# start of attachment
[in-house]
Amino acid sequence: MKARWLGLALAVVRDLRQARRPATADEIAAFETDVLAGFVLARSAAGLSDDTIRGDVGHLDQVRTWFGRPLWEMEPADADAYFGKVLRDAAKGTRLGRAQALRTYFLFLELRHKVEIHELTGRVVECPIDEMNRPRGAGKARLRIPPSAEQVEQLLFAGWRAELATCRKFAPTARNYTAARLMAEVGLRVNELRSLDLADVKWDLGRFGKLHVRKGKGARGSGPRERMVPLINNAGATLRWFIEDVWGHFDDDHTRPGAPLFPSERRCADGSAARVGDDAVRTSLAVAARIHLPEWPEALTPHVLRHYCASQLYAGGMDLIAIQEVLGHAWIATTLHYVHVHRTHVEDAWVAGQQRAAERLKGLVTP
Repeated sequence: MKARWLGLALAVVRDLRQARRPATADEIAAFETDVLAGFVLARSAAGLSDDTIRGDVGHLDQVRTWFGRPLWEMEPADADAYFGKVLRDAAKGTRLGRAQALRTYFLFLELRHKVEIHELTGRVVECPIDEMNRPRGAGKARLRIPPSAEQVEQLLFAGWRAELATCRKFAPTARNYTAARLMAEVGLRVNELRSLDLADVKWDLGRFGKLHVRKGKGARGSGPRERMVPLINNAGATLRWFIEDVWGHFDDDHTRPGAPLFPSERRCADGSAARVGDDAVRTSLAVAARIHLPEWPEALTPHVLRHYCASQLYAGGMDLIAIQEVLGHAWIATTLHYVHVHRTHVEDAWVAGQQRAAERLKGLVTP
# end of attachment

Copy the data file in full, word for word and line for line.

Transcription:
[in-house]
Amino acid sequence: MKARWLGLALAVVRDLRQARRPATADEIAAFETDVLAGFVLARSAAGLSDDTIRGDVGHLDQVRTWFGRPLWEMEPADADAYFGKVLRDAAKGTRLGRAQALRTYFLFLELRHKVEIHELTGRVVECPIDEMNRPRGAGKARLRIPPSAEQVEQLLFAGWRAELATCRKFAPTARNYTAARLMAEVGLRVNELRSLDLADVKWDLGRFGKLHVRKGKGARGSGPRERMVPLINNAGATLRWFIEDVWGHFDDDHTRPGAPLFPSERRCADGSAARVGDDAVRTSLAVAARIHLPEWPEALTPHVLRHYCASQLYAGGMDLIAIQEVLGHAWIATTLHYVHVHRTHVEDAWVAGQQRAAERLKGLVTP
Repeated sequence: MKARWLGLALAVVRDLRQARRPATADEIAAFETDVLAGFVLARSAAGLSDDTIRGDVGHLDQVRTWFGRPLWEMEPADADAYFGKVLRDAAKGTRLGRAQALRTYFLFLELRHKVEIHELTGRVVECPIDEMNRPRGAGKARLRIPPSAEQVEQLLFAGWRAELATCRKFAPTARNYTAARLMAEVGLRVNELRSLDLADVKWDLGRFGKLHVRKGKGARGSGPRERMVPLINNAGATLRWFIEDVWGHFDDDHTRPGAPLFPSERRCADGSAARVGDDAVRTSLAVAARIHLPEWPEALTPHVLRHYCASQLYAGGMDLIAIQEVLGHAWIATTLHYVHVHRTHVEDAWVAGQQRAAERLKGLVTP